- Full HD resolution at 60 frames per second is within reach
- Consumes little power, available in small form factors and most models don't require PCI Express power input
- Won't hit 1080p and 60 frames per second on highest settings
- Poor retail availability, with only a few models on sale near RRP
Best AMD graphics card: AMD Radeon RX Vega 56
- Digital Foundry RX Vega 56 review | Full DF RX Vega 56 benchmarks
- Buy the Radeon RX Vega 56 from Amazon [?], starting at £405
The Vega 56 is a slightly cut-down version of AMD's flagship Vega 64 GPU, losing eight compute units and some memory bandwidth. The good news is that the HBM2 memory can be overclocked to match Vega 64, helping to close the performance gap, while under-volting can cool the card considerably and open up more overclocking headroom on the core.
The Vega 56 is capable of handling 1080p and 1440p resolutions with ease (though be prepared to hit CPU limits at full HD under DX11). It can even stretch to 4K gaming as well, as long as you're realistic with settings management. In this case, a FreeSync monitor works wonders in providing smoother performance without the significant extra cost inherent to monitors that use Nvidia's adaptive sync solution, G-Sync. After a period of being closer in price to the better-performing GTX 1070 Ti, the Vega 56 has now returned to GTX 1070 prices, making the card once again an excellent choice for 1440p gaming.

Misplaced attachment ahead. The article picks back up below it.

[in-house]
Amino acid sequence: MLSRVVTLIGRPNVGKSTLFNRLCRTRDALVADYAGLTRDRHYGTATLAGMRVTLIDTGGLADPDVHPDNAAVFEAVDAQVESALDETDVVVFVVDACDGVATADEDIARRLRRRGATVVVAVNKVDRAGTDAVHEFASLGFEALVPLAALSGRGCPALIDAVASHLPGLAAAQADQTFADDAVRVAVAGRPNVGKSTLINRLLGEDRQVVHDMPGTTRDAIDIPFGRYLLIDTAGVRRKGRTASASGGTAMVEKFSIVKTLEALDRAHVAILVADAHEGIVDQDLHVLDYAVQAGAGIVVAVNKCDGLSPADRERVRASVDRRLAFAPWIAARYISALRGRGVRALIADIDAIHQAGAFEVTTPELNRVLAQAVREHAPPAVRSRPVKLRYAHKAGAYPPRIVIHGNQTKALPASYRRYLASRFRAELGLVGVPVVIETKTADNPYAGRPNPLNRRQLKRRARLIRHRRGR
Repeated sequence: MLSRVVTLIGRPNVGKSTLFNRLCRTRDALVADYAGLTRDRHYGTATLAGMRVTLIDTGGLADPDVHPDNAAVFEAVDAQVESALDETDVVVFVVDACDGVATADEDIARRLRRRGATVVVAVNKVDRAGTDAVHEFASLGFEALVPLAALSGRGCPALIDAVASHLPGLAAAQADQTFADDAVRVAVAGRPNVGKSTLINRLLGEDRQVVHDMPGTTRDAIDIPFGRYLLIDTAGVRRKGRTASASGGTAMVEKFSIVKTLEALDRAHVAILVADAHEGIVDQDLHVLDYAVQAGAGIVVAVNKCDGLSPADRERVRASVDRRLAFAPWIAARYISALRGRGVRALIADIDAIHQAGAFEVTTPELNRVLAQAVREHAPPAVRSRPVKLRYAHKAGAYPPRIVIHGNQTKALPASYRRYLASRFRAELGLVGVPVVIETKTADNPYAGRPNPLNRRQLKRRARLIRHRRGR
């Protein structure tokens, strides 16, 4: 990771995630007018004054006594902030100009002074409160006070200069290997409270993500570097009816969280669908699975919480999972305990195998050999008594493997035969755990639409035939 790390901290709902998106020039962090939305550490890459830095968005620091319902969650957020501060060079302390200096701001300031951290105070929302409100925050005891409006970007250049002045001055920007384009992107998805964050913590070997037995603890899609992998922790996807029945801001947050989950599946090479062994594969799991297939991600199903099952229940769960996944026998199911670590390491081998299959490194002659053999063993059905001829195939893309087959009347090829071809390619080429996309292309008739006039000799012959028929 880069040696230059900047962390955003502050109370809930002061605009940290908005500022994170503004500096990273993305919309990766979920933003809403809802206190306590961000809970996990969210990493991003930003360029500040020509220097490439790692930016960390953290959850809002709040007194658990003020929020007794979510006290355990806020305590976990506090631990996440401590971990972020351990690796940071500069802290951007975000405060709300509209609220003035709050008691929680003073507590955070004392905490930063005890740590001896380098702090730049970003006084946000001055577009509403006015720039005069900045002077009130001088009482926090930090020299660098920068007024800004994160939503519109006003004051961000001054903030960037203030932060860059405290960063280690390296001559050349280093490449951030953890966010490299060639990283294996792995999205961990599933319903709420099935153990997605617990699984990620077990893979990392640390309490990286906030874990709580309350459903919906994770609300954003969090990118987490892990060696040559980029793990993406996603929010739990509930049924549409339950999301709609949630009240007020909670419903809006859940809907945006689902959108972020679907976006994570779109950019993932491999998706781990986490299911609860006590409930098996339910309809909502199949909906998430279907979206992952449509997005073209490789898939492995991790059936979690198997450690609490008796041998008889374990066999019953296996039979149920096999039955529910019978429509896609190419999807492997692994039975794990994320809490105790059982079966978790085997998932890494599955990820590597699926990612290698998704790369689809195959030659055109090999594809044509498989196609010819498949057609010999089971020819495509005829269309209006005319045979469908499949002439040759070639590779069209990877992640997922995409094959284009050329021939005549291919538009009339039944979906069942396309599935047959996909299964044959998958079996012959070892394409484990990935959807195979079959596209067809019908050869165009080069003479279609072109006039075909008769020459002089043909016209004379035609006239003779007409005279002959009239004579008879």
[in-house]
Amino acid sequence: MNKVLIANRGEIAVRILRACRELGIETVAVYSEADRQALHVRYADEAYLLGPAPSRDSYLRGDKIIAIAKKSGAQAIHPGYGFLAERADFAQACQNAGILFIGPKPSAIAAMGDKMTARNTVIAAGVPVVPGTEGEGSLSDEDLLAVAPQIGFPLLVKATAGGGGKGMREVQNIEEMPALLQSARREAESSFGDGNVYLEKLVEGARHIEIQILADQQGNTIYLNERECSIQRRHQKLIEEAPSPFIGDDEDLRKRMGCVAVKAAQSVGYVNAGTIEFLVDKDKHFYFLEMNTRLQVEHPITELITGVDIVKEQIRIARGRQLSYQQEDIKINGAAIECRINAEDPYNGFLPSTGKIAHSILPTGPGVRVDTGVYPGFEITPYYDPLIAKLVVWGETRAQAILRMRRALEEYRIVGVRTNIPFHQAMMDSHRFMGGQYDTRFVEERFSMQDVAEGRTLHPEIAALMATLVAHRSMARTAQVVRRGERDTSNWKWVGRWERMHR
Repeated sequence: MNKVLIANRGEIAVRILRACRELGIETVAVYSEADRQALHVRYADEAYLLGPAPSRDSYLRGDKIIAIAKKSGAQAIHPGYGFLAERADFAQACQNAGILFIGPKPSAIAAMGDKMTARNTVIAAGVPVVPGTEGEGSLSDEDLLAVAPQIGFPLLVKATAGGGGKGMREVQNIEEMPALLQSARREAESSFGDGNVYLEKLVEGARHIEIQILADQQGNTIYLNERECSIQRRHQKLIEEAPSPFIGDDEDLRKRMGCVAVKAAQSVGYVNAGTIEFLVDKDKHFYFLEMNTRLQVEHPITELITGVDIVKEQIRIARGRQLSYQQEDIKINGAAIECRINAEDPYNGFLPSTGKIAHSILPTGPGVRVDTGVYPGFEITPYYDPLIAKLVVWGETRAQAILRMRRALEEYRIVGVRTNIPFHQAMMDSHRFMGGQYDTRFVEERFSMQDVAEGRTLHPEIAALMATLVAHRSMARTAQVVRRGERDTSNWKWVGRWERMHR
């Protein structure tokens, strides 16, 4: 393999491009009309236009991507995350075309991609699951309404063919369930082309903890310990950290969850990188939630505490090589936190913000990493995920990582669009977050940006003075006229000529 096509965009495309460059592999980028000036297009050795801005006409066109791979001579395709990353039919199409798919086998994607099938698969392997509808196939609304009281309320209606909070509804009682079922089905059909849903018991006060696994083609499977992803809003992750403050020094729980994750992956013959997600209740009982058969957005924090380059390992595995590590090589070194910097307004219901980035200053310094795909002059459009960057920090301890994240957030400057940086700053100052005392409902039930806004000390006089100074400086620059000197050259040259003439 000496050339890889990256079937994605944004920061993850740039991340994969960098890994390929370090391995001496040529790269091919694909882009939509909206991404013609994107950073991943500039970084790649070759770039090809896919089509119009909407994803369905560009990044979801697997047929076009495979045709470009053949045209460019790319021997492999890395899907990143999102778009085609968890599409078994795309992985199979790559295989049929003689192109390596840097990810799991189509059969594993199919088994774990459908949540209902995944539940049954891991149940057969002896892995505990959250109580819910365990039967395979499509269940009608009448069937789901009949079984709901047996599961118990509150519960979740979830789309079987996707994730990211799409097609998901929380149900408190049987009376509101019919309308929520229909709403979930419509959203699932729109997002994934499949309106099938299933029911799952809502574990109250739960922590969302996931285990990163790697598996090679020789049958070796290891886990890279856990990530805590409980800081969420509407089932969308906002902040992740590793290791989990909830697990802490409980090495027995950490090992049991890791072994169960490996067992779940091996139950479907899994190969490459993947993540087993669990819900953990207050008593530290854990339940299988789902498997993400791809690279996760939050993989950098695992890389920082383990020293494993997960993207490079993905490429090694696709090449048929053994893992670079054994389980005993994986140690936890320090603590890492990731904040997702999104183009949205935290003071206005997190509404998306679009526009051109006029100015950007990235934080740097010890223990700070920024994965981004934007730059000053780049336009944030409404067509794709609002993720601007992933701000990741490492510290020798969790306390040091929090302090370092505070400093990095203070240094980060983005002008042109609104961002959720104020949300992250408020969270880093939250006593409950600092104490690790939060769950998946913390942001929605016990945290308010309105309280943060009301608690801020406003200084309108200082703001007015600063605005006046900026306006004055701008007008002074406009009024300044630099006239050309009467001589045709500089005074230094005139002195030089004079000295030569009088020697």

- Excellent 1080p and 1440p performance
- When combined with a FreeSync display, 4K gaming is possible
- Cooler and more power-efficient than the Vega 64
- Offers good value for money in a relatively future-proof package
- Can't comfortably run 4K games without compromise
- Power consumption remains an issue compared to Nvidia cards
Best value Nvidia graphics card: GeForce GTX 1060 6GB
- Digital Foundry GTX 1060 review | Full DF GTX 1060 benchmarks
- Buy the GTX 1060 6GB from Amazon [?], starting at £219